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  1. The Diversity of Fiction and Copredication: An Accommodation Problem.John Collins - 2021 - Erkenntnis 86 (5):1197-1223.
    The paper presents an accommodation problem for extant semantic accounts of fiction. Some accounts of fiction are designed to accommodate one or another form of fictive statement exclusively, what I shall call in-fiction and out-fiction. Thus, typically, the accounts fail to do justice to their respective excluded form. A natural response, entertained by Kripke and in a different fashion by latter-day Meinongians, is to let the two different kinds of fiction have their respective accounts. It is very easy, however, to (...)
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  • Language and Scientific Explanation: Where Does Semantics Fit In?Eran Asoulin - 2020 - Berlin, Germany: Language Science Press.
    This book discusses the two main construals of the explanatory goals of semantic theories. The first, externalist conception, understands semantic theories in terms of a hermeneutic and interpretive explanatory project. The second, internalist conception, understands semantic theories in terms of the psychological mechanisms in virtue of which meanings are generated. It is argued that a fruitful scientific explanation is one that aims to uncover the underlying mechanisms in virtue of which the observable phenomena are made possible, and that a scientific (...)
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  • Fictional Characters and Their Discontents: Prolegomena to Any Future Metaphysics of Fictional Entities.Shamik Chakravarty - 2021 - Dissertation, Lingnan University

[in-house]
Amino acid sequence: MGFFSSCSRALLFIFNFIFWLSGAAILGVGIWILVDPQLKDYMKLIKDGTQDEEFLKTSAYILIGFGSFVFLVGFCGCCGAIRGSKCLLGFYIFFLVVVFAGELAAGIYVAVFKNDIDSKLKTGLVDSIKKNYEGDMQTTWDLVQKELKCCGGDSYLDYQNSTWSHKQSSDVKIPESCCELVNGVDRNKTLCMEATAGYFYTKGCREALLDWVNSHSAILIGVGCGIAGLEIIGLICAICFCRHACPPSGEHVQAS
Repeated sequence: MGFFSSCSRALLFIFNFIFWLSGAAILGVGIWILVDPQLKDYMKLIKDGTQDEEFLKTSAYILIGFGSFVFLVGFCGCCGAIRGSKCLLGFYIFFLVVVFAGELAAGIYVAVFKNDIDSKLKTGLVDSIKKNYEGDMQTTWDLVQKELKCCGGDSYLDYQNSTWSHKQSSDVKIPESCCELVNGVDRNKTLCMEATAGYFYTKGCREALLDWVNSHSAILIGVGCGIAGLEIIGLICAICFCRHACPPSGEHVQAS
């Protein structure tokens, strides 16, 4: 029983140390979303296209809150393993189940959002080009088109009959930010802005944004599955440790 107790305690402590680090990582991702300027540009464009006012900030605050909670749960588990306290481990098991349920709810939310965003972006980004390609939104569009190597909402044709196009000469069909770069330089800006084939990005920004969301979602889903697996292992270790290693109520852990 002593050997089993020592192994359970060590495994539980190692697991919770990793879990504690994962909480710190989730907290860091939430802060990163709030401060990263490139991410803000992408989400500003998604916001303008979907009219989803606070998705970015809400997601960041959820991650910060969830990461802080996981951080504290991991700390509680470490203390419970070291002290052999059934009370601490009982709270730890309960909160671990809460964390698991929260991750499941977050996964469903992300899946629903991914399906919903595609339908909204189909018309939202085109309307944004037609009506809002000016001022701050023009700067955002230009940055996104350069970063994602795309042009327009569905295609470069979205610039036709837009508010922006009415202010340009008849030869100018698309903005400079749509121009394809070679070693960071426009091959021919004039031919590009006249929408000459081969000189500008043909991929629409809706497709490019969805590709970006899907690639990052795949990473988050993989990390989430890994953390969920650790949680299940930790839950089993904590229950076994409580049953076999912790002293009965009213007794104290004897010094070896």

In recent metaphysics, the questions of whether fictional entities exist, what their nature is, and how to explain truths of statements such as “Sherlock Holmes lives at 221B Baker Street” and “Holmes was created by Arthur Conan Doyle” have been subject to much debate. The main aim of my thesis is to wrestle with key proponents of the abstractionist view that fictional entities are abstract objects that exist (van Inwagen 1977, 2018, Thomasson 1999 and Salmon 1998) as well as Walton’s (...)
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  • The Goal of Conversation.Zoltán Gendler Szabó - 2020 - Aristotelian Society Supplementary Volume 94 (1):57-86.
    Dickie presents an argument against the traditional, broadly Gricean view of conversation. She argues that speakers must sometimes be more specific than required for sharing knowledge on a topic of common concern. Her proposed solution is to claim that the goal of conversation is not just sharing knowledge but also sharing cognitive focus. In response, I argue that her proposal faces both conceptual and empirical difficulties, and that the traditional view can handle the problem of non-specificity by acknowledging that in (...)
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